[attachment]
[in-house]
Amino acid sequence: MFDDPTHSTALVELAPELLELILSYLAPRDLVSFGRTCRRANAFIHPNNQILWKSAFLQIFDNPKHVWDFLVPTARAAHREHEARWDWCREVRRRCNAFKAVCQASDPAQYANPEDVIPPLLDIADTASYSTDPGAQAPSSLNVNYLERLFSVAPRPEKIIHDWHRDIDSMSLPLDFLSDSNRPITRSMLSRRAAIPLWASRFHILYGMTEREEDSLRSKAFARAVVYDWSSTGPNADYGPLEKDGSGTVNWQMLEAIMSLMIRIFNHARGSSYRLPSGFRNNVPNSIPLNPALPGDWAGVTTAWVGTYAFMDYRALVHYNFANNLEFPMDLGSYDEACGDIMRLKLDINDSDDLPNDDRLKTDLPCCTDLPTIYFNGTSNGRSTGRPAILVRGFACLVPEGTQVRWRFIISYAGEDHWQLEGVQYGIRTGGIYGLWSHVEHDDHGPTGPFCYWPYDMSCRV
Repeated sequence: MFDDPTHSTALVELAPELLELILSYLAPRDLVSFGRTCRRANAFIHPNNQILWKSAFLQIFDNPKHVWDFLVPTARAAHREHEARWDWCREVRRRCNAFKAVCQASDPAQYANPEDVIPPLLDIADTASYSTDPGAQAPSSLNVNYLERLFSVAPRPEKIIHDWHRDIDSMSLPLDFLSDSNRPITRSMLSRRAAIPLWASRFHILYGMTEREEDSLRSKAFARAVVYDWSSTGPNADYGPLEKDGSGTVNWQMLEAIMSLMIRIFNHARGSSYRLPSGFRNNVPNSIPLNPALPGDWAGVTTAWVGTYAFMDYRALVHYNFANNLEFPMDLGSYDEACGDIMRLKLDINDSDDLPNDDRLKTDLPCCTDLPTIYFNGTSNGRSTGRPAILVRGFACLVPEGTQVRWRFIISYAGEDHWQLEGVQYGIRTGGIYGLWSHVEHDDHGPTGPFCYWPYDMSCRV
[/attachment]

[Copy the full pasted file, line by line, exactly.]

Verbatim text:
[in-house]
Amino acid sequence: MFDDPTHSTALVELAPELLELILSYLAPRDLVSFGRTCRRANAFIHPNNQILWKSAFLQIFDNPKHVWDFLVPTARAAHREHEARWDWCREVRRRCNAFKAVCQASDPAQYANPEDVIPPLLDIADTASYSTDPGAQAPSSLNVNYLERLFSVAPRPEKIIHDWHRDIDSMSLPLDFLSDSNRPITRSMLSRRAAIPLWASRFHILYGMTEREEDSLRSKAFARAVVYDWSSTGPNADYGPLEKDGSGTVNWQMLEAIMSLMIRIFNHARGSSYRLPSGFRNNVPNSIPLNPALPGDWAGVTTAWVGTYAFMDYRALVHYNFANNLEFPMDLGSYDEACGDIMRLKLDINDSDDLPNDDRLKTDLPCCTDLPTIYFNGTSNGRSTGRPAILVRGFACLVPEGTQVRWRFIISYAGEDHWQLEGVQYGIRTGGIYGLWSHVEHDDHGPTGPFCYWPYDMSCRV
Repeated sequence: MFDDPTHSTALVELAPELLELILSYLAPRDLVSFGRTCRRANAFIHPNNQILWKSAFLQIFDNPKHVWDFLVPTARAAHREHEARWDWCREVRRRCNAFKAVCQASDPAQYANPEDVIPPLLDIADTASYSTDPGAQAPSSLNVNYLERLFSVAPRPEKIIHDWHRDIDSMSLPLDFLSDSNRPITRSMLSRRAAIPLWASRFHILYGMTEREEDSLRSKAFARAVVYDWSSTGPNADYGPLEKDGSGTVNWQMLEAIMSLMIRIFNHARGSSYRLPSGFRNNVPNSIPLNPALPGDWAGVTTAWVGTYAFMDYRALVHYNFANNLEFPMDLGSYDEACGDIMRLKLDINDSDDLPNDDRLKTDLPCCTDLPTIYFNGTSNGRSTGRPAILVRGFACLVPEGTQVRWRFIISYAGEDHWQLEGVQYGIRTGGIYGLWSHVEHDDHGPTGPFCYWPYDMSCRV